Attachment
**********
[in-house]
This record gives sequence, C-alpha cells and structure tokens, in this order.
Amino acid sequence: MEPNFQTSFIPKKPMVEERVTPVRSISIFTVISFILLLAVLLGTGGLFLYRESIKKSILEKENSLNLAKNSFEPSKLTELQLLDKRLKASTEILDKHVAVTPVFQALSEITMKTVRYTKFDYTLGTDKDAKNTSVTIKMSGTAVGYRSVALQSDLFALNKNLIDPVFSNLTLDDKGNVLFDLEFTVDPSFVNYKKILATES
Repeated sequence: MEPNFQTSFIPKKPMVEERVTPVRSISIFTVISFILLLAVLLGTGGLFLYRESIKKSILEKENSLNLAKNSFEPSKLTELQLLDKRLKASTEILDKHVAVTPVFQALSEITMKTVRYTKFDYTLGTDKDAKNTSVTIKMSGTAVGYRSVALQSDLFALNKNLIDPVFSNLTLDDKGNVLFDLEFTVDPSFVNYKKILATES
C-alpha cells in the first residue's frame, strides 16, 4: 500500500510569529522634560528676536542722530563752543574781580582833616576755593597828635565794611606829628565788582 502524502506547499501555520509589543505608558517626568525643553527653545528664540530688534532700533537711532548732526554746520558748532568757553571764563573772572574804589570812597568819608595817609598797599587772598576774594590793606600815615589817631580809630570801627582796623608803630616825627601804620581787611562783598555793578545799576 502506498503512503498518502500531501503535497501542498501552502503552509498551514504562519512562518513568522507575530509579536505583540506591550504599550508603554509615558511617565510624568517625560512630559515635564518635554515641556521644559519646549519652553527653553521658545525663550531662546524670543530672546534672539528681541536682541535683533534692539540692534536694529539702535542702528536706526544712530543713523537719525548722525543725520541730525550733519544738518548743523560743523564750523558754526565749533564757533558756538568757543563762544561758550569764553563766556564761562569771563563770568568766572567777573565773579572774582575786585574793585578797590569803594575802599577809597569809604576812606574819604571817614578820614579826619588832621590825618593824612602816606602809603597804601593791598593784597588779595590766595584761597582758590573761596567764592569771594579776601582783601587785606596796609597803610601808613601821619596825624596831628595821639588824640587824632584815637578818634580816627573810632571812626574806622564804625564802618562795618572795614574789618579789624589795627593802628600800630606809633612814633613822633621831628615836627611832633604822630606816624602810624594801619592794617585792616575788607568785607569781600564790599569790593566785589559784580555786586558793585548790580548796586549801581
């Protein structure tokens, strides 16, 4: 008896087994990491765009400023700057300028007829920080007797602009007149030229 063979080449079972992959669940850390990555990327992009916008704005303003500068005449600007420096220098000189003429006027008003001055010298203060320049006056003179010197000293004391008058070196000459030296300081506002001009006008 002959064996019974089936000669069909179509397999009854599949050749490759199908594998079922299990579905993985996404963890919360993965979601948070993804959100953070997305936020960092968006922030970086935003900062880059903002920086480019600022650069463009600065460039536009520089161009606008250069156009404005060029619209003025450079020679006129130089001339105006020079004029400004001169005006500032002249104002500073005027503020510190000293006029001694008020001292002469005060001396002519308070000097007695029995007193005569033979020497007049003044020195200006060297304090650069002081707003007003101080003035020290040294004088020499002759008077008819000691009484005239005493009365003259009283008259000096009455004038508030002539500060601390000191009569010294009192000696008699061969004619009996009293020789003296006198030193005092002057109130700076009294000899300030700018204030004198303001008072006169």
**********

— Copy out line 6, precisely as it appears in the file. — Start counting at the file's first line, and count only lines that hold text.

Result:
């Protein structure tokens, strides 16, 4: 008896087994990491765009400023700057300028007829920080007797602009007149030229 063979080449079972992959669940850390990555990327992009916008704005303003500068005449600007420096220098000189003429006027008003001055010298203060320049006056003179010197000293004391008058070196000459030296300081506002001009006008 002959064996019974089936000669069909179509397999009854599949050749490759199908594998079922299990579905993985996404963890919360993965979601948070993804959100953070997305936020960092968006922030970086935003900062880059903002920086480019600022650069463009600065460039536009520089161009606008250069156009404005060029619209003025450079020679006129130089001339105006020079004029400004001169005006500032002249104002500073005027503020510190000293006029001694008020001292002469005060001396002519308070000097007695029995007193005569033979020497007049003044020195200006060297304090650069002081707003007003101080003035020290040294004088020499002759008077008819000691009484005239005493009365003259009283008259000096009455004038508030002539500060601390000191009569010294009192000696008699061969004619009996009293020789003296006198030193005092002057109130700076009294000899300030700018204030004198303001008072006169």